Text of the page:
In December, 13.1 million Americans were unemployed, and 5.6 million of those were long-term unemployed, meaning they had been without a job for more than 27 weeks, according to U.S. Department of Labor figures. The long-term unemployed accounted for more than 40 percent of all unemployed workers.
As the economy continues to drag, the group of people who have been without a job for weeks and months on end seems to continue growing. And it can seem like finding a job becomes more difficult the longer you remain without one. But it’s not hopeless.
If you’ve been without a job for a long time, here are five tips for breaking through and getting hired, according to Erin Peterson at Aon Hewitt, a global leader in human capital consulting and outsourcing solutions.
- Confront Bias. Yes, there is bias against the long-term unemployed. “The best way to deal with it is head on,” Peterson says. “Talk about what you've been doing to build your skills in the meantime, and be flexible. Hiring managers know it's been hard for millions of people for over three years. They will cut you some slack if you don't try to cover it up.”
- Consider Retraining. Taking classes or getting trained in a new area “absolutely works because [it] gives you new skills and new confidence, two key ingredients to being marketable,” Peterson says. She suggests targeting your retraining efforts by visiting job boards and USAjobs.gov and look for trends in open positions. “If you see one or two profiles that most companies or government agencies seem to always have available, go out and acquire those skills,” she says. “Remake yourself into what the market seeks and you may never be unemployed again.”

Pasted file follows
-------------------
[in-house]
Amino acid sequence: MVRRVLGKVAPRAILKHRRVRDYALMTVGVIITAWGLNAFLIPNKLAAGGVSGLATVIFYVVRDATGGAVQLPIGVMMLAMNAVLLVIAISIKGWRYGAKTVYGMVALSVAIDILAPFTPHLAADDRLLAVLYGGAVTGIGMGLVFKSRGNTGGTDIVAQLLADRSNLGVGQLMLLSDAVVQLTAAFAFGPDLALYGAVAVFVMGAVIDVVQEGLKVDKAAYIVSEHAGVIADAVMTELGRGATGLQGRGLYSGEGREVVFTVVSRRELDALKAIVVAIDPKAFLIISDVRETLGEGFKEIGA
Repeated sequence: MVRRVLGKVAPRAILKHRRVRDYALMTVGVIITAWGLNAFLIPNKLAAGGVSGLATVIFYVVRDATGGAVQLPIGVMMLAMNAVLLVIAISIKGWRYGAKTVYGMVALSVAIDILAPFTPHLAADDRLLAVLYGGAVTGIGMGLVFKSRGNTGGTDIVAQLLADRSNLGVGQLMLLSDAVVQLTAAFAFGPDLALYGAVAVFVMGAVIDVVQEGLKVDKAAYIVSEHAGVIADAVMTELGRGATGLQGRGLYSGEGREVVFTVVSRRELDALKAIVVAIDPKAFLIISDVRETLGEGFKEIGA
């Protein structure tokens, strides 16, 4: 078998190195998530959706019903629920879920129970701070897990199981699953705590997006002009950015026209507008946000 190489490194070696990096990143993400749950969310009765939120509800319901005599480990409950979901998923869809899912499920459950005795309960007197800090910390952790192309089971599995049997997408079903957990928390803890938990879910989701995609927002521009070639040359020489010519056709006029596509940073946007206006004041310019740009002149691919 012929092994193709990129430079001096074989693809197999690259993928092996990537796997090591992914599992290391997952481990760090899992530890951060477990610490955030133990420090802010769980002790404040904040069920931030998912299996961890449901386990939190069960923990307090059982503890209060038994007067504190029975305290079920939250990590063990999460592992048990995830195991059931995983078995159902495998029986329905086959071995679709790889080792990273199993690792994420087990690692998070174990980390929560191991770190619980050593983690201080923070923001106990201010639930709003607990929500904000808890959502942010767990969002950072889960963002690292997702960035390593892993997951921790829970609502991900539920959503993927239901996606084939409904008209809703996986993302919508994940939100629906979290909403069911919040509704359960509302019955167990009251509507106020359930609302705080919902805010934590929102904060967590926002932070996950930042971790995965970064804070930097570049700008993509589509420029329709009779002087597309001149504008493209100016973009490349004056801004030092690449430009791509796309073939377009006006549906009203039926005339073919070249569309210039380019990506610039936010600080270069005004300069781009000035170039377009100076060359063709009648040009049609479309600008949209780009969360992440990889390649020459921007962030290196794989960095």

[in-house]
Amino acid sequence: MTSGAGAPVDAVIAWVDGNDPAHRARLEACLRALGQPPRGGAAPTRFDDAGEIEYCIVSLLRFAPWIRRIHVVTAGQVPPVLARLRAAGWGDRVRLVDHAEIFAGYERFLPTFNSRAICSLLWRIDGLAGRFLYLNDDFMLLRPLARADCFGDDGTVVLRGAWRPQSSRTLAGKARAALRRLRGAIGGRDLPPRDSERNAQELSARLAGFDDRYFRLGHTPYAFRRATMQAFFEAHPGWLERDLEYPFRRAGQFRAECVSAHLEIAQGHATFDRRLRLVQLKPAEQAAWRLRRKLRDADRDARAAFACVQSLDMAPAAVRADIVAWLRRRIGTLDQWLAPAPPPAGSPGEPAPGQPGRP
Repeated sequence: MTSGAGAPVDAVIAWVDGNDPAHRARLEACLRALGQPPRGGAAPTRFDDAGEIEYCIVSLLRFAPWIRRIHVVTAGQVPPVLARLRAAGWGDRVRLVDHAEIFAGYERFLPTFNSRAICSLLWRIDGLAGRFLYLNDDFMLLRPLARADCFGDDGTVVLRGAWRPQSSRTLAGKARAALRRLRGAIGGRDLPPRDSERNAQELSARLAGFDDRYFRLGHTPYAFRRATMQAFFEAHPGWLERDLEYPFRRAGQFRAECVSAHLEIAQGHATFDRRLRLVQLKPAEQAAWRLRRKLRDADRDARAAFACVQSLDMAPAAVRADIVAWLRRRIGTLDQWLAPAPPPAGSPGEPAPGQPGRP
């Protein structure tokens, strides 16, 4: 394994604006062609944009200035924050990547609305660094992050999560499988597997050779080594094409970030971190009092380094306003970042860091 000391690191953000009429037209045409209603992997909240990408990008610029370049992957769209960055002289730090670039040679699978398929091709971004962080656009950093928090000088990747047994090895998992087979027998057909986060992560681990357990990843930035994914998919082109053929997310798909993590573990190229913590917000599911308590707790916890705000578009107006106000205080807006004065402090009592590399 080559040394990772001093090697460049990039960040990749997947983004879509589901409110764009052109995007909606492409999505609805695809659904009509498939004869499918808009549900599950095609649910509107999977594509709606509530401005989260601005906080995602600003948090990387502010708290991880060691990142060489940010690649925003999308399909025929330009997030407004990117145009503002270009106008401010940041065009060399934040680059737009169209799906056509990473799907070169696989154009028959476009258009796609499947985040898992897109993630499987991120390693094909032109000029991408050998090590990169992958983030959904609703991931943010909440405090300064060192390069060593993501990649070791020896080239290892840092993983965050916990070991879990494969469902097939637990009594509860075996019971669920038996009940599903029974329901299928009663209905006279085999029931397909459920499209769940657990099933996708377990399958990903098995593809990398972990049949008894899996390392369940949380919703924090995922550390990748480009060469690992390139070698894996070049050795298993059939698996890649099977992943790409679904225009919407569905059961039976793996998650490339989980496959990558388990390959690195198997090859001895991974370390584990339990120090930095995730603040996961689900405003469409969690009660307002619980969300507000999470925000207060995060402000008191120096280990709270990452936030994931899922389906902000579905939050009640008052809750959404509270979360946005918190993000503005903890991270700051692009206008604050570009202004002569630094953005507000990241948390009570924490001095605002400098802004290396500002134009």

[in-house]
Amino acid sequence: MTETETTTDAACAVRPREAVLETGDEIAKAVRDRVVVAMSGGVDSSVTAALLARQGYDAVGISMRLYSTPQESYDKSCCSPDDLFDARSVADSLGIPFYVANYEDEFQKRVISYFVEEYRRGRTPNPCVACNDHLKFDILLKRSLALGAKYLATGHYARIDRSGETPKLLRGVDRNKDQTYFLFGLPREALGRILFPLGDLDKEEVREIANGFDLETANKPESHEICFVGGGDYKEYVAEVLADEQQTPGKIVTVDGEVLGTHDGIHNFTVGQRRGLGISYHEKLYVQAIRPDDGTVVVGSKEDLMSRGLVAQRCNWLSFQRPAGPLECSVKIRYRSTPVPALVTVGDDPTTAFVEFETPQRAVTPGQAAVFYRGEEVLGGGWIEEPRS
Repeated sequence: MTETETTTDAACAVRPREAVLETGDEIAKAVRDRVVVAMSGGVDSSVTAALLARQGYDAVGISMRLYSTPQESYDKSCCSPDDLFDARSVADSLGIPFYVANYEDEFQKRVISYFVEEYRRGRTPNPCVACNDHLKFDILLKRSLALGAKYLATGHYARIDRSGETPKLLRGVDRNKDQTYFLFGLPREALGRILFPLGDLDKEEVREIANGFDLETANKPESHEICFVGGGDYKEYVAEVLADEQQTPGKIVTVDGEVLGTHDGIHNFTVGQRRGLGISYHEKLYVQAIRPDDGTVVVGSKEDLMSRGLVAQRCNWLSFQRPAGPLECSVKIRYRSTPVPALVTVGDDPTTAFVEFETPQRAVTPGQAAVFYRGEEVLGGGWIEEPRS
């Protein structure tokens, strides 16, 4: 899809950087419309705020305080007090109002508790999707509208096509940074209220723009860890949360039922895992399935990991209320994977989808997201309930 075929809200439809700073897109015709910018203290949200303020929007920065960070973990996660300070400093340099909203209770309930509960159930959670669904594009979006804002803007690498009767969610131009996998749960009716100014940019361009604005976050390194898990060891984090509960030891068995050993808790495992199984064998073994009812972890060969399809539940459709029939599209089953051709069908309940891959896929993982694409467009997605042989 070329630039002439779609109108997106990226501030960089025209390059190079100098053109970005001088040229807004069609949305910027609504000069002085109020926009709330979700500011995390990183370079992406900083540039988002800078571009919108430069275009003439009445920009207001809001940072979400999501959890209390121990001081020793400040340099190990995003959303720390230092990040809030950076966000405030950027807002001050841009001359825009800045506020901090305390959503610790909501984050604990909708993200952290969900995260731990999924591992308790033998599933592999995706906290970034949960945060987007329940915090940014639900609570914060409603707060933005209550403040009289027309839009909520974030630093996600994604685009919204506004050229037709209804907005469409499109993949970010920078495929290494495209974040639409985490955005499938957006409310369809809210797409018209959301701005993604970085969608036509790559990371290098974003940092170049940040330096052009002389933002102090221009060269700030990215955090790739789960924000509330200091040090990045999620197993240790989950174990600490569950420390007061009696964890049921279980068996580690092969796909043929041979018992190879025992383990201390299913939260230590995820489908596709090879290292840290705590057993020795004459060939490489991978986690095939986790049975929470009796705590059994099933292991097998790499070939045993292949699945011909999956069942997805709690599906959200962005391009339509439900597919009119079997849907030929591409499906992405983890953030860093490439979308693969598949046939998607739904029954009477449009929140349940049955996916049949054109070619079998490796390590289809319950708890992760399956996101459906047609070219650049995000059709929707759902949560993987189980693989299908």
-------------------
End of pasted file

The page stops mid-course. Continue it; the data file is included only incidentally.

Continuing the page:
- Consider Volunteering. Try volunteering with a local charity as a way to keep busy while you're looking for a job, and you never know what good things will come of it. “Let’s say an unemployed machinist loved dogs,” Peterson says. “While he was unemployed, he volunteered at the local dog shelter to help get their facility in shape. While volunteering, he met another volunteer with a need at her company for his skills and voila! She gets a referral bonus from her company for referring him, and he gets a job.”
- Get Creative. “Market yourself the way companies market their products; appropriately but with a flair that fits your personality,” Peterson says. “If you're looking for a marketing job, send a hiring manager flowers with a CD of your portfolio attached. Also, use your contacts. [Being unemployed is] the perfect time to reach into all the areas of your life and connect with former colleagues, friends, and friends of friends on social media, and let them know you're looking. Go find those long lost friends from high school and college and connect with them; you never know what you'll find. The Germans have a great saying that is translated loosely as, ‘You always meet twice.’ And it's true!”
- Keep up Your Professional Contacts. It may seem obvious, but “the worst thing you can do when you're unemployed is to stay at home and isolate yourself,” Peterson says. “Join a support group for job seekers at a local church or synagogue. Volunteer and network, network, network.”